S. Himmelstein | July 07, 2022
Biofinder detection of biological resides in fish fossil. (a) White light image of a fish fossil, (b) Fluorescence image of the fossil obtained by the Biofinder, highlighting biological material. Source: Anupam K. Misra et al.
The discovery of extraterrestrial life may depend on deployment of a portable device that detects organic residue in fossils tens of millions of years old.
The Compact Color Biofinder system engineered by researchers from the University of Hawai‘i at Mānoa and NASA Ames Research Center detects biomarkers as evidence of ancient life in rocks and fossils. Trace quantities of organic matter can be measured in a large area at video speed from a distance of a few centimeters to 5 m. In field tests conducted throughout the western U.S., the instrument was demonstrated to distinguish between mineral phosphorescence and organic fluorescence from standoff distances in daylight conditions with short measurement times.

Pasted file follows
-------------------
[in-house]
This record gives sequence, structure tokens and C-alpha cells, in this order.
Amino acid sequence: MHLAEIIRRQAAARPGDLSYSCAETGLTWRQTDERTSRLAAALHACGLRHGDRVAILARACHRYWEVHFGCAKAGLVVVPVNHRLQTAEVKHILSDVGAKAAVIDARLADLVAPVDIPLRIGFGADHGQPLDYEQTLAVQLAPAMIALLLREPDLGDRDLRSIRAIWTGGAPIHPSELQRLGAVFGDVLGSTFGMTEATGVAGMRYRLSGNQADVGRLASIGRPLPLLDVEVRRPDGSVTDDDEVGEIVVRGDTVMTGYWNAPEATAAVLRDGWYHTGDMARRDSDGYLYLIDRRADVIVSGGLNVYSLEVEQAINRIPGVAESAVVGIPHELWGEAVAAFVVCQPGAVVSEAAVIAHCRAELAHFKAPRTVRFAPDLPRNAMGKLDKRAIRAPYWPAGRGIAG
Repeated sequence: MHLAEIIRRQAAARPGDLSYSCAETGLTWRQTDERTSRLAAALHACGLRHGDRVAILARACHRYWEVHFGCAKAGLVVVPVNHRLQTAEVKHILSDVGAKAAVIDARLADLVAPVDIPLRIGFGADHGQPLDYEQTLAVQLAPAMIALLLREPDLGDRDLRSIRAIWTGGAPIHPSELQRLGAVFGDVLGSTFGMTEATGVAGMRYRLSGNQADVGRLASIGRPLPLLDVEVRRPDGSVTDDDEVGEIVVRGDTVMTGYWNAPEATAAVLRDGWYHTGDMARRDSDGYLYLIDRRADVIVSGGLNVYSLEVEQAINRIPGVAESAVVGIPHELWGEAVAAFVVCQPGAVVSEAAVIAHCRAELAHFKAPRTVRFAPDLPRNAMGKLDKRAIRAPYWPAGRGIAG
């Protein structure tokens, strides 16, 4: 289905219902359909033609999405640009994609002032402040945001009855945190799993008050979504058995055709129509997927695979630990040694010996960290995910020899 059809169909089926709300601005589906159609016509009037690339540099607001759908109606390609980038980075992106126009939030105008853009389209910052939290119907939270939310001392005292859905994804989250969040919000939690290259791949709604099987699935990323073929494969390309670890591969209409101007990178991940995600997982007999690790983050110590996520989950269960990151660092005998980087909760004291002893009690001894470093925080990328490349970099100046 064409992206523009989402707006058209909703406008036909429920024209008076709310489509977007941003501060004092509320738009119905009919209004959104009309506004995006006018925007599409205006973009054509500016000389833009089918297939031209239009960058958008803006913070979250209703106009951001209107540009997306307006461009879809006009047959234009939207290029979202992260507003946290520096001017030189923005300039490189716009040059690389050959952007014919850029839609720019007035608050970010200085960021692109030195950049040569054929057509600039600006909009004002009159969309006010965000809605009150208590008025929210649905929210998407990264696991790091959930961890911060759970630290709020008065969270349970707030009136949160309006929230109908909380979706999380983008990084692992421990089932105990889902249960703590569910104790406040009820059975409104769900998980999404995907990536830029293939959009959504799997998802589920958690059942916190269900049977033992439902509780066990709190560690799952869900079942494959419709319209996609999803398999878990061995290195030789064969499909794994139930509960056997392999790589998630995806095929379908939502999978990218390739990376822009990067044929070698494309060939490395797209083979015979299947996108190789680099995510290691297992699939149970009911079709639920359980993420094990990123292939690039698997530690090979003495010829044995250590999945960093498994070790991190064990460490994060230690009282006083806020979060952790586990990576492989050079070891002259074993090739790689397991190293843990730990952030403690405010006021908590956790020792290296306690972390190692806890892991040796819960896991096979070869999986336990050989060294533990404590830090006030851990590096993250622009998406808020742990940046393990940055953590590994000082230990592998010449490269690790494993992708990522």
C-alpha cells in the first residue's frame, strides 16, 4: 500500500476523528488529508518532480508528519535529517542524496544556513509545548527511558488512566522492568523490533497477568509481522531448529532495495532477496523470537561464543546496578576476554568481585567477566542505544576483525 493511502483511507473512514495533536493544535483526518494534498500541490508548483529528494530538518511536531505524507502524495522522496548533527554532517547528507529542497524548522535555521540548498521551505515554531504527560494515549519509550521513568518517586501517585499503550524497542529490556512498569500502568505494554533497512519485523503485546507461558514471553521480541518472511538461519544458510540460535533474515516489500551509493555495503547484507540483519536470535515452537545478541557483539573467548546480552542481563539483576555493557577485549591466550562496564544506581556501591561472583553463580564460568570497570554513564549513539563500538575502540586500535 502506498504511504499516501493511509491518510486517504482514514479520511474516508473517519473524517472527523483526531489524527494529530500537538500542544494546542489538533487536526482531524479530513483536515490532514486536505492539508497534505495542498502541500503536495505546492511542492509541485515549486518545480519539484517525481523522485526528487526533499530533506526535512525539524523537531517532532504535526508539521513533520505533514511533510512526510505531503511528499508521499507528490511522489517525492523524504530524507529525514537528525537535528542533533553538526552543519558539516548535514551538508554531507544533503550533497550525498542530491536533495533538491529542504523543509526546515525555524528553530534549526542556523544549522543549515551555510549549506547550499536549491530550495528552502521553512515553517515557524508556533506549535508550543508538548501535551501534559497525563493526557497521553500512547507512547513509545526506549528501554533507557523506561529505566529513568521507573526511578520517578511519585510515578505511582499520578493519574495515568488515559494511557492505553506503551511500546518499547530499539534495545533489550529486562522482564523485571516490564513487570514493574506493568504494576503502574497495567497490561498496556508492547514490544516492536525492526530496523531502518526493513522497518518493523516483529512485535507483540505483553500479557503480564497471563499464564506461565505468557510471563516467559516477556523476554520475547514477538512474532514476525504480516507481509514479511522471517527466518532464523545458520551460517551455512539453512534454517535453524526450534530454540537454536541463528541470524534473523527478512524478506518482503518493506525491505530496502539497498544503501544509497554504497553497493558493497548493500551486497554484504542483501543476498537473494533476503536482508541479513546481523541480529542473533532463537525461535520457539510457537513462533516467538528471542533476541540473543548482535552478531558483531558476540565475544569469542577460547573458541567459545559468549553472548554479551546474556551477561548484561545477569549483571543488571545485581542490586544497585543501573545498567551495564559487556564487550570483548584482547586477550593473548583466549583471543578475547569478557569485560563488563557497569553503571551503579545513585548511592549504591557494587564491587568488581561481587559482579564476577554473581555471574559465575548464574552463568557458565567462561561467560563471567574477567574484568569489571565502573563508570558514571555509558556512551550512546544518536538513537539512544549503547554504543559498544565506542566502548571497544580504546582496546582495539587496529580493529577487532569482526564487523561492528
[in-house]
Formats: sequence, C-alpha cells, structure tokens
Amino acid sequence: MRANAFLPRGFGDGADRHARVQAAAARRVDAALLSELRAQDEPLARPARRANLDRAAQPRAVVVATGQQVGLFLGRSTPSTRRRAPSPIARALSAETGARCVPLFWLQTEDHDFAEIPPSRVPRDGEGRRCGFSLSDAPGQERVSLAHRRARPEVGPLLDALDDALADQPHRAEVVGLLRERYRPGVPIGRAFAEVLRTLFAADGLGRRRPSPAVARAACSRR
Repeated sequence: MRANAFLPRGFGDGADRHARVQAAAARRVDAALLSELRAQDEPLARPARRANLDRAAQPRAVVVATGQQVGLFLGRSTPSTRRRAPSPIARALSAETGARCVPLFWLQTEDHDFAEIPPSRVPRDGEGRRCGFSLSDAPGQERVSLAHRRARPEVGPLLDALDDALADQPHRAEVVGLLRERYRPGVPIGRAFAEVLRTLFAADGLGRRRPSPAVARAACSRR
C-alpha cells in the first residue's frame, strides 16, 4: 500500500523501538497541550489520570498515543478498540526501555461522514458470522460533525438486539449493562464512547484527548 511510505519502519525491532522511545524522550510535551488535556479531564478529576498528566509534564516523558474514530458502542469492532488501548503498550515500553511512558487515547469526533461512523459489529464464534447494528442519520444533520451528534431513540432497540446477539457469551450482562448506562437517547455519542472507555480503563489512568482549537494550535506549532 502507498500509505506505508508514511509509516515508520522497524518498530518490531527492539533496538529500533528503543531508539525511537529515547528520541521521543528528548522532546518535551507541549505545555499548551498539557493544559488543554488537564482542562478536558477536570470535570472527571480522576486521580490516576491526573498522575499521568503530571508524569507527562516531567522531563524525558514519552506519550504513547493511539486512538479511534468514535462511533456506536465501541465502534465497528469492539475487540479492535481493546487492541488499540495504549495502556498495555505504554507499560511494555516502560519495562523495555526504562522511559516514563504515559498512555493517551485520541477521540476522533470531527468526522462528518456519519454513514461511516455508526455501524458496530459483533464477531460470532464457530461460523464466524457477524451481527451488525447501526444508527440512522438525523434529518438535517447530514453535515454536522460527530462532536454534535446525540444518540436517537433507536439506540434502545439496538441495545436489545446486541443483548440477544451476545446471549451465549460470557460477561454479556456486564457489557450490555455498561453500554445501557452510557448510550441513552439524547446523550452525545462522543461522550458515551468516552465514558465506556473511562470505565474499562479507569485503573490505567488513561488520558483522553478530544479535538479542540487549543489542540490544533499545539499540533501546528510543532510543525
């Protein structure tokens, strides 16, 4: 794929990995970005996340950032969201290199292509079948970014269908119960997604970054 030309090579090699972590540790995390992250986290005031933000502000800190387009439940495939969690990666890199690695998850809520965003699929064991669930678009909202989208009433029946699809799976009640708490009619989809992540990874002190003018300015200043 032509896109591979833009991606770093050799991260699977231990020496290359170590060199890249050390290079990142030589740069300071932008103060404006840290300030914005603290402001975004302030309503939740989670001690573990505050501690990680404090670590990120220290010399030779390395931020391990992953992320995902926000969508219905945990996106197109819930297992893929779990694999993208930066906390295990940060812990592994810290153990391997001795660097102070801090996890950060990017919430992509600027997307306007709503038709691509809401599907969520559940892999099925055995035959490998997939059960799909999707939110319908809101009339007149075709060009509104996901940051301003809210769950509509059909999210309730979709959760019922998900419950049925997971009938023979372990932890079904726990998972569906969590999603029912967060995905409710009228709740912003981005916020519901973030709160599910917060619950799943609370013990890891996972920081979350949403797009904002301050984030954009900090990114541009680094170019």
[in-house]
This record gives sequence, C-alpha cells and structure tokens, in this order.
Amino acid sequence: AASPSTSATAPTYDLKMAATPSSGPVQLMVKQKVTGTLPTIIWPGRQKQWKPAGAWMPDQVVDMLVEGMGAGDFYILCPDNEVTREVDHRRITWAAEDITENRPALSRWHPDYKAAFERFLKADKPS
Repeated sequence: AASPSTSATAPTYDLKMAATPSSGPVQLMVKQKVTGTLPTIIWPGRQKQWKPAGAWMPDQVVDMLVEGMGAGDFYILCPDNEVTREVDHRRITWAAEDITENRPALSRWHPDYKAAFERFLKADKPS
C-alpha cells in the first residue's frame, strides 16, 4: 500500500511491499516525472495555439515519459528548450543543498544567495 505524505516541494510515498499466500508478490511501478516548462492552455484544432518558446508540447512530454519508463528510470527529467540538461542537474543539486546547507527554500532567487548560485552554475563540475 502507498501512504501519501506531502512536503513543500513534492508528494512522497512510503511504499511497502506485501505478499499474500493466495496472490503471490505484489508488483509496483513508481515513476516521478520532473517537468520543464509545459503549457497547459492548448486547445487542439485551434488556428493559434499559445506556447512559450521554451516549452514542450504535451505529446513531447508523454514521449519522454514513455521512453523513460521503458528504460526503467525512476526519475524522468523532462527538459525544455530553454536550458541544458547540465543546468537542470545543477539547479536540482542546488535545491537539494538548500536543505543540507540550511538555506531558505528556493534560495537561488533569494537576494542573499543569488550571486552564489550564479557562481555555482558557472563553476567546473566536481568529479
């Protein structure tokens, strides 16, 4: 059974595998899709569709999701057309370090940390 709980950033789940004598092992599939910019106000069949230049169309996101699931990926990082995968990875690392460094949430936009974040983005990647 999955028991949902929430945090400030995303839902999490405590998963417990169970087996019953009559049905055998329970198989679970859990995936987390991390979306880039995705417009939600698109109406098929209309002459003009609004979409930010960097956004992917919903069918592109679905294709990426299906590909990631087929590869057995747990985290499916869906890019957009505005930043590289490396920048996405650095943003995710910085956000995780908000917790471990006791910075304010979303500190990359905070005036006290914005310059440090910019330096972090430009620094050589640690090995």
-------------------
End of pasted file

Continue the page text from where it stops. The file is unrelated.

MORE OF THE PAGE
As explained in Nature Scientific Reports, the compact device shines a laser onto fossil samples and excites fluorescence in organic materials that may remain, such as amino acids, proteins, lipids and microbes. The results are captured on video in real-time at 20 frames per second, and a short exposure time allows it to block out daylight or luminescence from non-biological minerals.
The researchers contend that such fluorescence imaging will be critical in future NASA missions to detect organic materials and the existence of life on planetary bodies.
“The Biofinder’s capabilities would be critical for NASA’s Planetary Protection program, for the accurate and no-invasive detection of contaminants such as microbes or extraterrestrial biohazards to or from planet Earth,” said Sonia J. Rowley, University of Hawai’i team biologist.